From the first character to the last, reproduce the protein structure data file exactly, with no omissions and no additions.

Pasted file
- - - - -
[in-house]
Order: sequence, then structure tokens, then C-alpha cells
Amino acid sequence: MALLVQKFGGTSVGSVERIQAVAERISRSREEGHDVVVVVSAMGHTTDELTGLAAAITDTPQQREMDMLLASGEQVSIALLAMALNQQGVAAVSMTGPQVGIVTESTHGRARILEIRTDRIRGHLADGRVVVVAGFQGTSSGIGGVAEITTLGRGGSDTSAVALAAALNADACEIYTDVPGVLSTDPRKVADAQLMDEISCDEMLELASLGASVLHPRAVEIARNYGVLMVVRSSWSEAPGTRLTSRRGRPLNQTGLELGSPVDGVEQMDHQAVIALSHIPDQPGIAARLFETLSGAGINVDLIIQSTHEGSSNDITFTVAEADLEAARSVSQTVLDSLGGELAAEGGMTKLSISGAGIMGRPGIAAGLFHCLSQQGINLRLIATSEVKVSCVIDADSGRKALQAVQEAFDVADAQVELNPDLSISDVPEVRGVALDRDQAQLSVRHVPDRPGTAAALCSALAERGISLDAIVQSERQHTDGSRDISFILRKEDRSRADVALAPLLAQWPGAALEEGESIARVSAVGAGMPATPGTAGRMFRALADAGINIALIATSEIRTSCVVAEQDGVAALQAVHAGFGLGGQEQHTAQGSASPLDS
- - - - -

[in-house]
Order: sequence, then structure tokens, then C-alpha cells
Amino acid sequence: MALLVQKFGGTSVGSVERIQAVAERISRSREEGHDVVVVVSAMGHTTDELTGLAAAITDTPQQREMDMLLASGEQVSIALLAMALNQQGVAAVSMTGPQVGIVTESTHGRARILEIRTDRIRGHLADGRVVVVAGFQGTSSGIGGVAEITTLGRGGSDTSAVALAAALNADACEIYTDVPGVLSTDPRKVADAQLMDEISCDEMLELASLGASVLHPRAVEIARNYGVLMVVRSSWSEAPGTRLTSRRGRPLNQTGLELGSPVDGVEQMDHQAVIALSHIPDQPGIAARLFETLSGAGINVDLIIQSTHEGSSNDITFTVAEADLEAARSVSQTVLDSLGGELAAEGGMTKLSISGAGIMGRPGIAAGLFHCLSQQGINLRLIATSEVKVSCVIDADSGRKALQAVQEAFDVADAQVELNPDLSISDVPEVRGVALDRDQAQLSVRHVPDRPGTAAALCSALAERGISLDAIVQSERQHTDGSRDISFILRKEDRSRADVALAPLLAQWPGAALEEGESIARVSAVGAGMPATPGTAGRMFRALADAGINIALIATSEIRTSCVVAEQDGVAALQAVHAGFGLGGQEQHTAQGSASPLDS